How faith leaders are responding to Jackson’s water crisis

How faith leaders are responding to Jackson’s water crisis

(RNS) — C.J. Rhodes, pastor of Mt. Helm Baptist Church in Jackson, Mississippi, was grabbing lunch from one of his regular spots when the restaurant manager made an announcement to all the patrons.

“Guys, we have to shut down. We have no water pressure.”

On Aug. 29, flooding from the nearby Pearl River caused complications at the O.B. Curtis Water Plant, resulting in a loss of pressure and running water for the entire city.

At more than 160,000 people, Jackson is Mississippi’s largest city and the state capital. Schools, which had only just commenced classes, had to be shut down, and the city lacked water for even emergency services such as firefighting.

The crisis quickly made national news, and people from around the country turned their attention to Jackson seeking explanations and ways to help.

Within the city, residents quickly organized to help their neighbors and communities. At the center of these efforts stood faith leaders.

“Churches throughout the city of Jackson across denomination, class and race have engaged in water distributions at their churches or by giving water away in other ways,” said Rhodes.

His church became a water distribution site. As provisions flooded into the city from around the country, churches like his became hubs for supplying residents. Sometimes churches filled in where municipal distribution efforts were limited. They could stay open after hours to serve people who couldn’t make it to the city’s distribution sites before closing.

Jennifer Biard, lead pastor of Jackson Revival Center Church, lost water several days before the city-wide announcement. She came home and found the faucets simply didn’t work.

While dealing with her own water troubles, she led her church in providing for others in the southern part of the city where they have a campus. Throughout the crisis many water distribution sites were set up at various locations, but Biard and her volunteers went even further. They loaded up cases of water and hand-delivered them to individuals and businesses.

“One thing people don’t understand is that when you have people who are disabled, people who are without transportation, they may not be able to go out to the distribution sites,” she explained.

Individual churches were not the only bodies that got involved.

Reginald M. Buckley is the pastor of Cade Chapel Missionary Baptist Church. He is also the president of the General Missionary Baptist State Convention of Mississippi (GMBSC), an association of churches providing mutual aid to member congregations.

“There’s only so much any local church can do … (the convention) acts as a connector,” Buckley said.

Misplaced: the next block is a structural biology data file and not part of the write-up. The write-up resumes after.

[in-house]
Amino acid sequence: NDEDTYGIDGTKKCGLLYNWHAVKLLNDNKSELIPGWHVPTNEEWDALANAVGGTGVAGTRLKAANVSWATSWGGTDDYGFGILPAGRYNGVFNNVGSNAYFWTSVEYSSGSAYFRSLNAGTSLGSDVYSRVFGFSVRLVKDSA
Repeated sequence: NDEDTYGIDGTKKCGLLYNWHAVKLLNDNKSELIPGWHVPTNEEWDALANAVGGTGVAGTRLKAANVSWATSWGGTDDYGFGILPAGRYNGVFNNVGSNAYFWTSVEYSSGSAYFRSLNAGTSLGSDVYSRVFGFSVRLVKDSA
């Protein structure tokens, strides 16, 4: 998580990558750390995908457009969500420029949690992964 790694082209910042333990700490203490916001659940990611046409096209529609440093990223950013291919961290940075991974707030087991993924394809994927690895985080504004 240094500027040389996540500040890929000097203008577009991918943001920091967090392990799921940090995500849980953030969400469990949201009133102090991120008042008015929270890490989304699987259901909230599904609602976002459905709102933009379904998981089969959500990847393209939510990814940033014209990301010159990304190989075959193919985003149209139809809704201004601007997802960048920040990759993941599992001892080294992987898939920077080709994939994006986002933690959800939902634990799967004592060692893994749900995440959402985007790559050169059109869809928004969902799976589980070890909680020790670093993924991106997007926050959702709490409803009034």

His goal was to mobilize people and supplies from across the state and nation to help people in Jackson. The state convention has its own 18-wheel truck as well as an extensive network of churches and personnel they contacted to help.

“Though this is a trying time, one of the things that I am most grateful for is the unity that people are able to observe, how they are seeing pastors and churches come together regardless of race, regardless of denomination, regardless of anything that would divide. They are seeing the body of Christ come together like never before,” Buckley said.

Despite the efforts of churches and faith communities to provide relief, the water problems in Jackson are much deeper than a breakdown at the water plant.

The city had already been under a boil water notice for a month before the entire water system failed. Even after the city’s water pressure was restored nearly a week later, the boil water notice has remained in effect.

Although the water plant has come back online, the infrastructure issues remain.

“Now that the plant is up and running, water is flowing again, now we have to live with pipes bursting … We still have lead leaching from the pipes into the water. We still have the EPA saying the city has failed to do a number of things and if they don’t remedy those things, there may be federal seizure of the water system,” Rhodes said.

Given the continued failure to bring Jackson’s water infrastructure system up to date, Buckley said he is preparing for the next crisis.

“What we’re absolutely convinced of is that we’re going to be faced with this again, and not in the distant future but in the near future,” he said.

Buckley is working to build a stockpile of supplies to have on hand the next time the city loses water. “We are inundated with water right now. We are partnering with the Church of Christ Holiness to create a reserve and supplies center to house water, buckets and all kinds of supplies,” he said.